Just like your other cables, I'd give the unit at least 24-36 hours for a recharge....perhaps 48 hours due to the amount of wiring.

 

What about using a digital out into 75Ohms to cook?, posted on April 27, 2010 at 13:08:38
sbrians
Audiophile

Posts: 1271
Joined: March 4, 2002
I just thought of using a digital coax output and put a cable into a digital input at 75 Ohms. That would put more current through a cable than normal IC usage. Any thoughts on that burn in technique?

 

There are various theories, posted on April 27, 2010 at 18:01:54
unclestu
Dealer

Posts: 4798
Joined: April 13, 2010
about burning in cables. Some feel that the high current is answer (Hagerman) and that the high current molecularly reorients the cable molecules to a certain degree. His device has frequency steps, as do several other such devices (the Duo Tech comes to mind).

Most take a demagnetization approach. Those cartridge demagnetizers usually employ a tone burst with a controlled decay. The Gryphon people marketed such a device which you could plug into any of your preamp inputs and it basically sent a 1KHz tone burst with a 45 second decay, if memory serves me right. It was called the Exorcist, IIRC.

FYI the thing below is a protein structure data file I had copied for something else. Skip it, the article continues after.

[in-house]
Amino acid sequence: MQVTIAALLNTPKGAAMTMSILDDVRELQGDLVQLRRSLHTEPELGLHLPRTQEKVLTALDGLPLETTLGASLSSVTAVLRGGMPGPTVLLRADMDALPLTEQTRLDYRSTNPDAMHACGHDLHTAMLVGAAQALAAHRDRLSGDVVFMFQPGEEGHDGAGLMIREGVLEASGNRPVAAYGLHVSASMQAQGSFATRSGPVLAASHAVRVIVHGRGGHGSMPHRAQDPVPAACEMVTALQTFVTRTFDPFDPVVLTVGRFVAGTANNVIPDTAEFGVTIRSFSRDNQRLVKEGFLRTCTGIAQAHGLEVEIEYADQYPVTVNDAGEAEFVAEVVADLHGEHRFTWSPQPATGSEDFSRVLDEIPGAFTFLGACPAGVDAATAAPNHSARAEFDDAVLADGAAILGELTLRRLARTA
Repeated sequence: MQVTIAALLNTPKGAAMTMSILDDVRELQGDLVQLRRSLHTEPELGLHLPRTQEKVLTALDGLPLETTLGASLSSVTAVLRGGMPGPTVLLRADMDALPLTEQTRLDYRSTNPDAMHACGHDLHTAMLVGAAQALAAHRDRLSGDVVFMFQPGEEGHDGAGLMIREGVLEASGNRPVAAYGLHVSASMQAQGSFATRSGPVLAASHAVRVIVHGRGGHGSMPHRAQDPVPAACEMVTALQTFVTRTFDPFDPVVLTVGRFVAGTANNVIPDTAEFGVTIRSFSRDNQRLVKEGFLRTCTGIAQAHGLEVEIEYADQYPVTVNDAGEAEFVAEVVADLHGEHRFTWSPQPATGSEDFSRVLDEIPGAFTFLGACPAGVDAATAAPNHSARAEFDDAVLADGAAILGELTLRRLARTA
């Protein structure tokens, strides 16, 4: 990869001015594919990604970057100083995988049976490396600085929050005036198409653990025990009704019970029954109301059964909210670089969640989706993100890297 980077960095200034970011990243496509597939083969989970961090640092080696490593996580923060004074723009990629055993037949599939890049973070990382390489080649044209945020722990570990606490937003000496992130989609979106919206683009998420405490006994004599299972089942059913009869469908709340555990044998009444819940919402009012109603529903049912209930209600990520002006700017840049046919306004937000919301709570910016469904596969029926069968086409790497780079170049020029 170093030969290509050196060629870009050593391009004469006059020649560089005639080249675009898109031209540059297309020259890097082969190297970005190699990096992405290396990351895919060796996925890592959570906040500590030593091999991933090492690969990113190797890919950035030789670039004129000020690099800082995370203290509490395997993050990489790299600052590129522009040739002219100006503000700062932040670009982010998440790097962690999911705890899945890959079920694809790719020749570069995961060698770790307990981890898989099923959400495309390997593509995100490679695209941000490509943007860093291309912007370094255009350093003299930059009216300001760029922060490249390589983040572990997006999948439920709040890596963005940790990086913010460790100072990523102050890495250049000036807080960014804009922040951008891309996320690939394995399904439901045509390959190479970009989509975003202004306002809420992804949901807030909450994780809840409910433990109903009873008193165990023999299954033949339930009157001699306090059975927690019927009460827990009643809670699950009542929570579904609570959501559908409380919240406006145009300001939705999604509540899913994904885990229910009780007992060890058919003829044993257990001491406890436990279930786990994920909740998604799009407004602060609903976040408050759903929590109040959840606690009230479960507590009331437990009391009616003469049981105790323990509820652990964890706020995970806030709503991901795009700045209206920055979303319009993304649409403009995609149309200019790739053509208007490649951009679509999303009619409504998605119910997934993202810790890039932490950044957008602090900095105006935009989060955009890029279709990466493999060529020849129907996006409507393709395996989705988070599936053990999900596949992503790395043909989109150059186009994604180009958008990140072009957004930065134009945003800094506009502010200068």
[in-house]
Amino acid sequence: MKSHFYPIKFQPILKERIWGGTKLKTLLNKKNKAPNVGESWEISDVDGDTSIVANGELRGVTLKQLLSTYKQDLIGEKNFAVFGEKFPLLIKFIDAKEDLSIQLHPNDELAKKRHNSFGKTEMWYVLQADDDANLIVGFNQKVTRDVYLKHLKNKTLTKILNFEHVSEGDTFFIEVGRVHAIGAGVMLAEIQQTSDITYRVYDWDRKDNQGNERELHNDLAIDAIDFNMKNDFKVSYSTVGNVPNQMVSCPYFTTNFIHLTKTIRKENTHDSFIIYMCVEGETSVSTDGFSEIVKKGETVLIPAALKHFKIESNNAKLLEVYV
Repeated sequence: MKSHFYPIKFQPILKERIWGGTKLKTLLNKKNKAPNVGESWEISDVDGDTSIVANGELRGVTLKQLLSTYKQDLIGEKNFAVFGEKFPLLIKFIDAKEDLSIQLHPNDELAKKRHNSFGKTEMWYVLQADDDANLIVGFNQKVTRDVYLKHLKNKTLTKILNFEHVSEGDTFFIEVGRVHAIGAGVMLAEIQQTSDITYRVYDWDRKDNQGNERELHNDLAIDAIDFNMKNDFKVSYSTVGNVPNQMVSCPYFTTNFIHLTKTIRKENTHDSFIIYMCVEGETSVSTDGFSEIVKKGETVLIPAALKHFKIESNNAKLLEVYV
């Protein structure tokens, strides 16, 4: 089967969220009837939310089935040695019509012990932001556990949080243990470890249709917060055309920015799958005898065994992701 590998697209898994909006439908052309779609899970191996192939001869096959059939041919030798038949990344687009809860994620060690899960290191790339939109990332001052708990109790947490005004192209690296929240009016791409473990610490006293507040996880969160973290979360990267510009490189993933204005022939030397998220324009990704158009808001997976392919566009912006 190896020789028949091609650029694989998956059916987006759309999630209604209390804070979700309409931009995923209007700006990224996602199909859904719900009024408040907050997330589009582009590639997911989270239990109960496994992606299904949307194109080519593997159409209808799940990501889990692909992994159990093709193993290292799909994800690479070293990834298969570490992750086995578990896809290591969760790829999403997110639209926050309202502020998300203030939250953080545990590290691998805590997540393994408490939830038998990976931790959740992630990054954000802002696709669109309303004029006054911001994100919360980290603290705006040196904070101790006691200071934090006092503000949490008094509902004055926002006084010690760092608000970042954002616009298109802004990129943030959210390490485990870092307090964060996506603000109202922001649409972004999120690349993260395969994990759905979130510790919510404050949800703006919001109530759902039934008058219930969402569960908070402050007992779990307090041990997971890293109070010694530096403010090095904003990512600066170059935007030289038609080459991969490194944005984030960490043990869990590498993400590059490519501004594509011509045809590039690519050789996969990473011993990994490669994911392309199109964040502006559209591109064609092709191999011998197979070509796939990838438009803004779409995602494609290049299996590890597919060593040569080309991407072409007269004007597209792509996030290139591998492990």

The most sophisticated one I've seen has been the Purist Audio Break In disc. Perhaps because every time you would move their fluid jacketed cables the sound would change, they came out with a disc of what they claim are 125 test tones to demagnetize the most common materials found in the signal path ) aluminum, copper, copper clad aluminum, silver, silver plated copper,iron wire, etc., for example). Listening to it is like having the robots from star Wars going mad i your listening room. There are beeps, tone bursts, tone sweeps, and all sorts of weird effects going on.